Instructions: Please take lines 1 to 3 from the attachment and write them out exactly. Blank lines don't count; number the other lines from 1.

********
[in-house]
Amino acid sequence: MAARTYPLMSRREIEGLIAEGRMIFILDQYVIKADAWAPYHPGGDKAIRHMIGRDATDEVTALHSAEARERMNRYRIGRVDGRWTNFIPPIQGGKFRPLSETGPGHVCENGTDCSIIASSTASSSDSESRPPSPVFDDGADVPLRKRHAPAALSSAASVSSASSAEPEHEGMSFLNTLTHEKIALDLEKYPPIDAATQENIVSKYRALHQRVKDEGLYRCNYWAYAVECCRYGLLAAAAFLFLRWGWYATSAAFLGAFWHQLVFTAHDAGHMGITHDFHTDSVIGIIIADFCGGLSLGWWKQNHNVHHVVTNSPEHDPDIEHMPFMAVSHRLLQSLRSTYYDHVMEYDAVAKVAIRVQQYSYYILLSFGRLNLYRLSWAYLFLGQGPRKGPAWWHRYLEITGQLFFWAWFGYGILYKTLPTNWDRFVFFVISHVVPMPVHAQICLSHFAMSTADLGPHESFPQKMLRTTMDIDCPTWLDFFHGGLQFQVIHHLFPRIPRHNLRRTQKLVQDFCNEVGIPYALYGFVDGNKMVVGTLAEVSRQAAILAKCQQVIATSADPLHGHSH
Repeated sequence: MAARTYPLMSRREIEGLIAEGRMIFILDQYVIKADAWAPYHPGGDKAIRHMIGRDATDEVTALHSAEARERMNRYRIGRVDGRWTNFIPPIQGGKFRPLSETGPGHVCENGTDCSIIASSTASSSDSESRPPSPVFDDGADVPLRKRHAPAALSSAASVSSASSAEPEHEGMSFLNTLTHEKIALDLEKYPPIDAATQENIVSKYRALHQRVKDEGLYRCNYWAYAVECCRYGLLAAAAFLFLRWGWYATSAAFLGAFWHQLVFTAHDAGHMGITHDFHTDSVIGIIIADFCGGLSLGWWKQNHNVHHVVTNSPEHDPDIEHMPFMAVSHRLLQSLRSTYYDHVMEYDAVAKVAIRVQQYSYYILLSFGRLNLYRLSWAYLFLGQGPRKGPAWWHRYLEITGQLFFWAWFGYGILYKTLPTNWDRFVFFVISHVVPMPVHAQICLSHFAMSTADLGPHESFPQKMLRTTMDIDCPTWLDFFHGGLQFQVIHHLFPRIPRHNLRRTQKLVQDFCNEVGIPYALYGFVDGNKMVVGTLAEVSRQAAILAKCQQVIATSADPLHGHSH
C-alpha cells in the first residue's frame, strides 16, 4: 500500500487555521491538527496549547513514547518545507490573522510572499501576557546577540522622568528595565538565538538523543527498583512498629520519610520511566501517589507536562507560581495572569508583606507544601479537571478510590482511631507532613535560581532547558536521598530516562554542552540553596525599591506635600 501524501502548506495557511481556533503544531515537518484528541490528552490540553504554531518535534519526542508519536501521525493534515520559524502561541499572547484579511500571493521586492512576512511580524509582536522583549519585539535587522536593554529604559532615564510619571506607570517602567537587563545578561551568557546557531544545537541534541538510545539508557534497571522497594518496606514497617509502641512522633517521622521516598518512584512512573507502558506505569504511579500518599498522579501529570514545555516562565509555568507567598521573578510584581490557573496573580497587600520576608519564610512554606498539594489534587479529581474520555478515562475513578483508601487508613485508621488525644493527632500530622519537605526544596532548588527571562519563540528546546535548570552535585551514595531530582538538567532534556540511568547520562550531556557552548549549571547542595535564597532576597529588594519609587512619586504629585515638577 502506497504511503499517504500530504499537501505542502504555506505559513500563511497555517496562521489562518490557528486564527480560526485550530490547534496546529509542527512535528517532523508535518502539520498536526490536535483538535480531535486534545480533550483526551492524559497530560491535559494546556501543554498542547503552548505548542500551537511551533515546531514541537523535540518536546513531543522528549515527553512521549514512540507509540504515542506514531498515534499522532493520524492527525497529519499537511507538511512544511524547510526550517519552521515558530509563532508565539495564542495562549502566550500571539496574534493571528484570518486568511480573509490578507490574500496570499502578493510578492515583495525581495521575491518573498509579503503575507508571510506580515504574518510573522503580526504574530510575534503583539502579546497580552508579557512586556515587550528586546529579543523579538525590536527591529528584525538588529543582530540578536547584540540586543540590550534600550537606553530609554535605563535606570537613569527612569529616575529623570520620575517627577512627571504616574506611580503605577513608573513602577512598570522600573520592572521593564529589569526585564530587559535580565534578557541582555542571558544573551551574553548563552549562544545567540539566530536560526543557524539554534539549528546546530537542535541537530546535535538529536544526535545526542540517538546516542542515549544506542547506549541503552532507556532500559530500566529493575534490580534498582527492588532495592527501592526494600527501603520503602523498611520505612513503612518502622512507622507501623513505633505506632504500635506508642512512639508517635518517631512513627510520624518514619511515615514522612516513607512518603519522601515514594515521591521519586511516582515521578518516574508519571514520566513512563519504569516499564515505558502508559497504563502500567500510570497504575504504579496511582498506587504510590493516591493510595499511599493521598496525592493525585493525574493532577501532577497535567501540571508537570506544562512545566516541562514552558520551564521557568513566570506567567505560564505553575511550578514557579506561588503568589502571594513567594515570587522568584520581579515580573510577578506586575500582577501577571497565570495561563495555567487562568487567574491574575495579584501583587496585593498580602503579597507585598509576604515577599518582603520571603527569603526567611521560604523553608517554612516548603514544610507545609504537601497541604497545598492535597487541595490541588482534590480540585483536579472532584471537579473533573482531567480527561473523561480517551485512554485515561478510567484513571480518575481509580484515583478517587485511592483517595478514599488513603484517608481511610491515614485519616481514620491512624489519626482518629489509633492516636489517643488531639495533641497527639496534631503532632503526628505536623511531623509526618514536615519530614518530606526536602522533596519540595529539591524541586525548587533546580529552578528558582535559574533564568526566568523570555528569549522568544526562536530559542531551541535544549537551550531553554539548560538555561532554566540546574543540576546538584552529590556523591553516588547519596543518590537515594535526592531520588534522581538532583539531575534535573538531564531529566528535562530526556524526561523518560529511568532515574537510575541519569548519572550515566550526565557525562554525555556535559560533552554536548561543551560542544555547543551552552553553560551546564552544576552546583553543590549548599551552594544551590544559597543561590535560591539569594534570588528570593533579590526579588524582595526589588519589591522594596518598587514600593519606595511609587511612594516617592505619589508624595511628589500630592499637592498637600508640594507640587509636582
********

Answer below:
[in-house]
Amino acid sequence: MAARTYPLMSRREIEGLIAEGRMIFILDQYVIKADAWAPYHPGGDKAIRHMIGRDATDEVTALHSAEARERMNRYRIGRVDGRWTNFIPPIQGGKFRPLSETGPGHVCENGTDCSIIASSTASSSDSESRPPSPVFDDGADVPLRKRHAPAALSSAASVSSASSAEPEHEGMSFLNTLTHEKIALDLEKYPPIDAATQENIVSKYRALHQRVKDEGLYRCNYWAYAVECCRYGLLAAAAFLFLRWGWYATSAAFLGAFWHQLVFTAHDAGHMGITHDFHTDSVIGIIIADFCGGLSLGWWKQNHNVHHVVTNSPEHDPDIEHMPFMAVSHRLLQSLRSTYYDHVMEYDAVAKVAIRVQQYSYYILLSFGRLNLYRLSWAYLFLGQGPRKGPAWWHRYLEITGQLFFWAWFGYGILYKTLPTNWDRFVFFVISHVVPMPVHAQICLSHFAMSTADLGPHESFPQKMLRTTMDIDCPTWLDFFHGGLQFQVIHHLFPRIPRHNLRRTQKLVQDFCNEVGIPYALYGFVDGNKMVVGTLAEVSRQAAILAKCQQVIATSADPLHGHSH
Repeated sequence: MAARTYPLMSRREIEGLIAEGRMIFILDQYVIKADAWAPYHPGGDKAIRHMIGRDATDEVTALHSAEARERMNRYRIGRVDGRWTNFIPPIQGGKFRPLSETGPGHVCENGTDCSIIASSTASSSDSESRPPSPVFDDGADVPLRKRHAPAALSSAASVSSASSAEPEHEGMSFLNTLTHEKIALDLEKYPPIDAATQENIVSKYRALHQRVKDEGLYRCNYWAYAVECCRYGLLAAAAFLFLRWGWYATSAAFLGAFWHQLVFTAHDAGHMGITHDFHTDSVIGIIIADFCGGLSLGWWKQNHNVHHVVTNSPEHDPDIEHMPFMAVSHRLLQSLRSTYYDHVMEYDAVAKVAIRVQQYSYYILLSFGRLNLYRLSWAYLFLGQGPRKGPAWWHRYLEITGQLFFWAWFGYGILYKTLPTNWDRFVFFVISHVVPMPVHAQICLSHFAMSTADLGPHESFPQKMLRTTMDIDCPTWLDFFHGGLQFQVIHHLFPRIPRHNLRRTQKLVQDFCNEVGIPYALYGFVDGNKMVVGTLAEVSRQAAILAKCQQVIATSADPLHGHSH